I really think I’m a parent who is afraid of some things (bears, cars) and less afraid of others (subways, strangers). But mostly I’m afraid that I, too, have been swept up in the impossible obsession of our era: total safety for our children every second of every day. The idea that we should provide it and actually could provide it. It’s as if we don’t believe in fate anymore, or good luck or bad luck. No, it’s all up to us.

Childhood really has changed since today’s parents were kids, and not just in the United States. Australian children get stared at when they ride the bus alone. Canadian kids stay inside playing video­games. After I started a blog called Free Range Kids, I heard from a dad in Ireland who lets his 11-year-old play in the local park, unsupervised, and now a mom down the street won’t let her son go to their house. She thinks the dad is reckless.

What has changed in the English-speaking world that has made childhood independence taboo? The ground has not gradually gotten harder under the jungle gym. The bus stops have not crept farther from home. Crime is actually lower than it was when most of us were growing up. So there is no reality-based reason that children today should be treated as more helpless and vulnerable than we were when we were young.

If parents all around us are clutching their children close, it’s easy to understand why: It’s what pop culture is telling us to do. Stories of kidnappings swamp the news. Go online, and you can find a map of local sex offenders as easily as the local Victoria’s Secret (possibly in the same place). Meantime, if you do summon the courage to put your kids on a bus or a bench or a bike, other parents keep butting in: An unwatched child is a tragedy waiting to happen.

Here’s a typical letter addressed to me at Free Range Kids:

“I understand that you probably don’t want your children to grow up afraid and not able to survive as independent adults,” she wrote. “On the other hand, I think you’re also teaching them that there is nothing to fear, and that isn’t correct. It’s survival of the fittest, and if they don’t know who/what the enemy is, how will they avoid it? There are many, many dangers to protect them from, and it does take work—that’s what parenting is. If you want them to run wild and stay out of your hair, you shouldn’t have had them.”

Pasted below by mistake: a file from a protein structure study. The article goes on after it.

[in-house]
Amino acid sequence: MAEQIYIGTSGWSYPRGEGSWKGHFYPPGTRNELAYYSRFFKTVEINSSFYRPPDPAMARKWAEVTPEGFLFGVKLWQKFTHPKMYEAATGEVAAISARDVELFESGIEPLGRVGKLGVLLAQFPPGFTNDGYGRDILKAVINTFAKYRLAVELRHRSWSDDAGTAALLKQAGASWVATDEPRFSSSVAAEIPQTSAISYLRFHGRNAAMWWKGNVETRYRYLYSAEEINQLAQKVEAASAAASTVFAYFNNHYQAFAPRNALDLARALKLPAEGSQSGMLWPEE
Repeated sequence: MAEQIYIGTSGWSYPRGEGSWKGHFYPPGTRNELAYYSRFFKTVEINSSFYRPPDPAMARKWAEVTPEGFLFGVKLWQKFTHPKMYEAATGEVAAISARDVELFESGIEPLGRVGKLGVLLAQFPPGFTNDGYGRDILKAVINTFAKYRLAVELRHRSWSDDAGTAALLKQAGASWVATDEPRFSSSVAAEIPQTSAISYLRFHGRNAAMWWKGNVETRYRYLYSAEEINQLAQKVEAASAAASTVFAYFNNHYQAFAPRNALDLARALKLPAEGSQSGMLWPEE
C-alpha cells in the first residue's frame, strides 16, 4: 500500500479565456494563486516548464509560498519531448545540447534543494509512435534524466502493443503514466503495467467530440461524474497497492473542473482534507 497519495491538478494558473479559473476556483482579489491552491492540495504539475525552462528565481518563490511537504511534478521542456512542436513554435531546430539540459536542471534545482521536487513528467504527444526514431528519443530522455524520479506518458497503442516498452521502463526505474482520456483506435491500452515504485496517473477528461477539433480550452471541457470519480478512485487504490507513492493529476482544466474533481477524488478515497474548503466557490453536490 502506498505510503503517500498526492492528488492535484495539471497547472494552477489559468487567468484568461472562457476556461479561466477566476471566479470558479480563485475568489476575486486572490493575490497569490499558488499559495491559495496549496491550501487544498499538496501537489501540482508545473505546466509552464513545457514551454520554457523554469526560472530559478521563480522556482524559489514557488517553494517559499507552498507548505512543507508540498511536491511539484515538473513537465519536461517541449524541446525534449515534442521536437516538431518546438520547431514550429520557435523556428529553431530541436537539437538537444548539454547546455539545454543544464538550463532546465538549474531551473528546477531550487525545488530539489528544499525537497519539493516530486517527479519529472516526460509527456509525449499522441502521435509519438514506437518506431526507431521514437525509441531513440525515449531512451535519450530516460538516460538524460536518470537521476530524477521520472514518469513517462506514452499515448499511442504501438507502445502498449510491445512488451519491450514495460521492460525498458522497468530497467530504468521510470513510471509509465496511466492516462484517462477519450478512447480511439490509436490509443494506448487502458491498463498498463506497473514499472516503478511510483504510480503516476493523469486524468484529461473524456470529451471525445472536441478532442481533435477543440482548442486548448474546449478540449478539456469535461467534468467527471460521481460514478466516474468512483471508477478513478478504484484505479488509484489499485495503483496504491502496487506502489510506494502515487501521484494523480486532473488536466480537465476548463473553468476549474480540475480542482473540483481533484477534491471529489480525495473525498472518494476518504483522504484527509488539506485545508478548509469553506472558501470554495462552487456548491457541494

I agree that it makes sense to teach your kids about danger and how best to avoid it. Just like you want to teach them to stop, drop, and roll if they’re ever in a fire. But then? Then you have to let them out again, because the writer is wrong when she says, “There are many, many dangers to protect them from.”

There are not. Mostly, the world is safe. Mostly, people are good. To emphasize the opposite is to live in the world of tabloid TV. A world filled with worst-case scenarios, not the world we actually live in, which is factually, statistically, and, luckily for us, one of the safest periods for children in the history of the world.

Like the housewives of the 1950s, today’s children need to be liberated. Unlike the housewives of the ’50s, the children can’t do it themselves. Though I’d love to see hordes of kids gathering for meetings, staging protests, and burning their baby kneepads—and maybe they will—it is really up to us parents to start renormalizing childhood. That begins with us realizing how scared we’ve gotten, even of ridiculously remote dangers.

We have to be less afraid of nature and more willing to embrace the idea that some rashes and bites are a fair price to pay in exchange for appreciating the wonder of a cool-looking rock or an unforgettable fern.

When we watch TV, we have to remind ourselves that its job is to terrify and disgust us so that we’ll keep watching in horror. It is doing an excellent job on both fronts.

We have to learn to remind the other parents who think we’re being careless when we loosen our grip that we are actually trying to teach our children how to get along in the world, and that we believe this is our job. A child who can fend for himself is a lot safer than one forever coddled, because the coddled child will not have Mom or Dad around all the time. Adults once knew what we have forgotten today. Kids are competent. Kids are capable. Kids deserve freedom, responsibility, and a chance to be part of the world.

I have to be honest, though: I write all this in a kind of shaky mood because I just got a call from the police. This morning, I put Izzy, now 10, on a half-hour train ride out to his friend’s house. It sounds like I’m a recidivist, but really: His friend’s family was waiting at the other end to pick him up, and he’s done this a dozen times already. It is a straight shot on a commuter railroad. This particular time, however, the conductor found it outrageous that a 10-year-old should be traveling alone, and summoned the police, who arrived as my son disembarked.

When the officer phoned me at home, I told him the truth (while my heart stood still): We had actually inquired of the railroad what age a child can travel alone and were told there was no specific regulation about this.

Later I looked up the official rules: A child only has to be 8 to ride alone on the railroad or subway. Good rule.

From the book Free Range Kids by Lenore Skenazy. © 2009 by Lenore Skenazy. Reprinted with permission of the publisher, John Wiley & Sons, Inc.